When is it Too Late to Plan?

“The best time to plant a tree was 20 years ago; the second best time is today.”  


I love sharing that quote with our clients because it really speaks to one of the most common concerns we hear: “Is it too late for me to plan?”


When Should Planning Start?

To understand whether it’s too late to plan, it’s important to understand what the ideal time is to start planning.  The most common motivator for planning is, not surprisingly, the birth, or quickly approaching birth, of a child.  If I’m being honest, we get a lot of calls from fathers-to-be shortly after the positive pregnancy test.  So what’s going on in our clients’ minds at that time?


They’re probably experiencing some combination of nervousness, fear, and an overall desire to have things buttoned up.  We’ve noticed similar emotions around the birth of additional children, and also surrounding big purchases.  The idea is, something big has happened, or is about to happen, in my life, and I need to make that my family is taken care of in the most responsible way possible.


When is the Right Time?

While we know that there is no one right time to plan, there is a sweet spot.  If we have the opportunity, we’ve found that planning during a time when the family unit is settled leads to solid outcomes.  That’s not to say we shouldn’t have a plan when a family is just forming, but we especially want to plan when we have a good sense of our family, our assets and property, etc.


That said, even though there’s a sweet spot for planning, it’s important that our clients understand that planning can, and often does, evolve throughout life, as it should.  If we think of your plan as an organism, it’s important that that organism is built to adapt to and survive changes in your life.


When is it Too Late?

As an estate planning firm, it is tempting to say “It’s never too late! Come on in for a consultation!”  But the truth is, there are circumstances where it’s better to leave things as they are instead of attempting to plan and opening the door to bigger issues down the road:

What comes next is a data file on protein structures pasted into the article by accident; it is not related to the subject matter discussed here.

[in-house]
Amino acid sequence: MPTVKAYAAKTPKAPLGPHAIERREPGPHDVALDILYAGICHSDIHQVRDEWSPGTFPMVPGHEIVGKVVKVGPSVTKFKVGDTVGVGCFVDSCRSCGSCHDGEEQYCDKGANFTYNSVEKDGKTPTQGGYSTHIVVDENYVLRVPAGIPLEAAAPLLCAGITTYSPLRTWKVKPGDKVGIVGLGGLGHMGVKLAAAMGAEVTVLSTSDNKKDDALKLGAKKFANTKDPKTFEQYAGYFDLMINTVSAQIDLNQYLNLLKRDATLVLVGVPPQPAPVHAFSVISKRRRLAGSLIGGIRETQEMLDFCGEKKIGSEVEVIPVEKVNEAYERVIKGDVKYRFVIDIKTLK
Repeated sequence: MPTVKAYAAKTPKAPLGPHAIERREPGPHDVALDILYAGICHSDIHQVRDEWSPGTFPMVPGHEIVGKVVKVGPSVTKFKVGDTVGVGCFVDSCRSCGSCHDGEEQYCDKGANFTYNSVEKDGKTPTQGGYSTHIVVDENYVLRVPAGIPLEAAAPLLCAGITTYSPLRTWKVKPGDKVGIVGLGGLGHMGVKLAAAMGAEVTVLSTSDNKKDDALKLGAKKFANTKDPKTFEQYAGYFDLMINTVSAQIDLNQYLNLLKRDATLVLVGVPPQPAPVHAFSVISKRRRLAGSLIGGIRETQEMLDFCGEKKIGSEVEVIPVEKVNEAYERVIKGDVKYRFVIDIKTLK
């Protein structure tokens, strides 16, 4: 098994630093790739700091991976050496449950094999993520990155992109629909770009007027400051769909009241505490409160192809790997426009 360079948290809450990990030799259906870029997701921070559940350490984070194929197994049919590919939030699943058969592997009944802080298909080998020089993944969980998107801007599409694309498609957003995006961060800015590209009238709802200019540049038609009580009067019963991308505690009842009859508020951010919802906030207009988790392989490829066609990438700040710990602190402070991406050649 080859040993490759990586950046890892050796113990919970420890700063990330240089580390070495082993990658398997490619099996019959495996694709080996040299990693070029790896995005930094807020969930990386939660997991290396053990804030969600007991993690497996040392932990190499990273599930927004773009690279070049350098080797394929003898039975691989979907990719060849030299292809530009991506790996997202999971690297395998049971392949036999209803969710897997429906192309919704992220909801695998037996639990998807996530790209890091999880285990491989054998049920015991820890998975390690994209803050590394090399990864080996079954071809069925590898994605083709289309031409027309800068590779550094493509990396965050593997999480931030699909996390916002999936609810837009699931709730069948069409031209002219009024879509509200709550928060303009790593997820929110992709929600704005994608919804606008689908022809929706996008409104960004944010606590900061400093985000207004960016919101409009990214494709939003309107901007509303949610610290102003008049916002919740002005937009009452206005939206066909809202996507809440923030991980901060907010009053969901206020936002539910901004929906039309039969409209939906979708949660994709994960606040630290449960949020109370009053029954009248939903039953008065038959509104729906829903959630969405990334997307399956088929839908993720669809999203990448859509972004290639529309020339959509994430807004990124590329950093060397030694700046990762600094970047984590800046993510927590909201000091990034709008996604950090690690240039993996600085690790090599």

Incapacity/Incompetence.  If a potential client is unable to make decisions, or to communicate those decisions, then they are likely not going to be able to participate meaningfully in the collaborative process we employ to achieve an intentional, thoughtful plan.  There still may be ways to achieve their goals and make sure the client is taken care of in a prudent, responsible manner (e.g. conservatorship), but we don’t recommend the traditional estate planning approach here.


Lawsuit or Other Legal Claim.  Depending on the planning objectives, a lawsuit or other legal claim may prevent a client from engaging in meaningful estate planning and/or asset protection planning.  So if a client owns a business, or is in a litigious profession, like medicine, then the timing of the planning is critical.  And of course, sooner is better than later in most cases.  Once a claim, lawsuit, or in the event of a divorce, an automatic temporary restraining order, is in place, then we may still have some limited estate planning options available, but asset protection planning is likely off the table.


Family Conflict.  In a climate of family conflict, we can and should anticipate that any change to the status quo will result in a lawsuit or other contest.  We’ve seen this particular situation arise when one spouse has passed away and there are adult children who each have their own ideas of how things should go.  Inevitably, one child will take the reins, sometimes scheduling the appointment for their parent in our office and attending that consultation.  At that point, we generally do not take on a case unless it’s clear that the potential client, not one of their children, is driving the process.  Now, some attorneys may say: “Bring it on.”  More specifically, those attorneys are saying: “Bring on the hours of fees I’ll earn handling the litigation.”  Our firm takes a more conservative approach: if the current plan accomplishes 80% of a client’s goals, but getting to that additional 20% would risk the estate losing thousands (maybe tens or even hundreds of thousands) to attorneys’ fees and other costs, then in the interest of conserving the estate, and perhaps our client’s well-being in the process, it’s probably best to leave it alone.


So while the best time to have a planning discussion is now, it’s important to work with a team of professionals who treats the timing of the planning as a critical factor in the process.  Our firm takes a holistic, integrated, and intentional approach to planning, and that’s allowed us to attract clients who share the same values, which, in turn, has led to solid outcomes.  Contact us today if you think we may be a good fit for your needs.


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